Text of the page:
On 21 October Desi Prianti (Gender Studies) will defend her PhD thesis Tracing Imperialism, Capitalism, and Patriarchy: A Postcolonial Study of Men’s Lifestyle Magazines in Indonesia (1976–2015) at the University Hall.
Research on gender in Indonesia is primarily (although not exclusively) focused on women’s emancipation or gender equality, with little attention being paid to issues related to men and masculinity. Different colonial practices such as the segregation policy, concubinage, nursemaids, and other Dutch-imposed rules not only successfully stripped power from Indonesian women and the domestic domain, but also emasculated Indonesian men. Thus, colonialism not only defined what femininity meant in society but also secured the meaning of masculinity itself.
An ideal body and lifestyle
Seventy years after Indonesia declared its independence from the Netherlands, one can still trace the colonial legacy of modernisation and westernisation in post-independence contemporary Indonesia. It is evident in the array of media messages that hold up an ideal body and lifestyle, with western bodies and western lifestyles functioning as the ultimate exemplars.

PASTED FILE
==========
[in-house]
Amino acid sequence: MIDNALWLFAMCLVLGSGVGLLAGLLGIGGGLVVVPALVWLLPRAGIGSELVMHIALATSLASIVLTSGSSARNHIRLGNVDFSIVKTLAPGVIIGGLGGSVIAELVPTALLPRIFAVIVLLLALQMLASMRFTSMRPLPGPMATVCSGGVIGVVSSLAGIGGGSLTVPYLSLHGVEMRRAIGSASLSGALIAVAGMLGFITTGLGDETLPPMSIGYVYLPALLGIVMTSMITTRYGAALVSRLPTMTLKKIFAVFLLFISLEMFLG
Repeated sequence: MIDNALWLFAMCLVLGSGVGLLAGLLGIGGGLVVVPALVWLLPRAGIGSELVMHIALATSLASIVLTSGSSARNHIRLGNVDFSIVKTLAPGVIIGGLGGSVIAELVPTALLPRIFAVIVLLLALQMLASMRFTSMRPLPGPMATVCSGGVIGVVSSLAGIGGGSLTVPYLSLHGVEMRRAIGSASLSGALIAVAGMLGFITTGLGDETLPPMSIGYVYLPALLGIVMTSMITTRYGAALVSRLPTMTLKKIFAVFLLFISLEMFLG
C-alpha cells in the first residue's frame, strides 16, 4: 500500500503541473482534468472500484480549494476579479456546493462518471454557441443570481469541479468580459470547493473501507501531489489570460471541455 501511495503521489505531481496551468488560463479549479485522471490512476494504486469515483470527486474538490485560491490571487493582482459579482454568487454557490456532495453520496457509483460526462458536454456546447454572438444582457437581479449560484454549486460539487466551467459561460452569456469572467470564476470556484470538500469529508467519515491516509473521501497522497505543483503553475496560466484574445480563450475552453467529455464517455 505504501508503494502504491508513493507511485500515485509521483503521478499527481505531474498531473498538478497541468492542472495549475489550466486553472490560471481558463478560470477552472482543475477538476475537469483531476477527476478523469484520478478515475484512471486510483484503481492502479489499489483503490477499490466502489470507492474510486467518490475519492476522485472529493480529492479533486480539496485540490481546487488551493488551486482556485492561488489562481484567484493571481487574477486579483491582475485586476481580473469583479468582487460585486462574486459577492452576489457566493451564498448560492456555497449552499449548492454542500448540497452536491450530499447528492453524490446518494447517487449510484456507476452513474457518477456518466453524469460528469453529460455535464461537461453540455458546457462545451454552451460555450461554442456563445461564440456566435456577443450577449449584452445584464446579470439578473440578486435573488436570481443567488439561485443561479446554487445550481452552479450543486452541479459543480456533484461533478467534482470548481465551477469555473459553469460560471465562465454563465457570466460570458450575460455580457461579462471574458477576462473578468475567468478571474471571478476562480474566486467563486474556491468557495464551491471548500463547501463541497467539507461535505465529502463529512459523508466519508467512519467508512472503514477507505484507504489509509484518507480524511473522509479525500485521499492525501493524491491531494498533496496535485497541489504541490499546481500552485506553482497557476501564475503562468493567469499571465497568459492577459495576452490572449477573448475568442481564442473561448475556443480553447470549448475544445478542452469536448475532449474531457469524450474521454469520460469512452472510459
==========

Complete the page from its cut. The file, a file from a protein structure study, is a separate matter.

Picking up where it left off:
Men’s lifestyle magazines
This thesis argues that men’s lifestyle magazines work as a hegemonic intervention in defining men’s identity, fixing the spectator in a particular interpretation of social action. Although targeting only middle- and upper-class men, the magazines’ abilities to promote a particular narrative of what it means to be a man has led to the naturalisation of a single perspective, leaving little space for alternative understandings, let alone for the possibility of changing Indonesia’s social narrative.
In postcolonial Indonesian society, modernisation is inseparable from westernisation. Men and masculinity are both invented categories. In Indonesia they have been part of the colonial legacy, fully coloured by the interaction of imperialism, capitalism, and patriarchy. Men’s magazines serve as a reflection of the effects that colonial ideologies continue to have on contemporary Indonesian society and the division of gender roles. As such, representation has played, and continues to play, a significant role in imposing the modern-western lifestyle upon Indonesian society.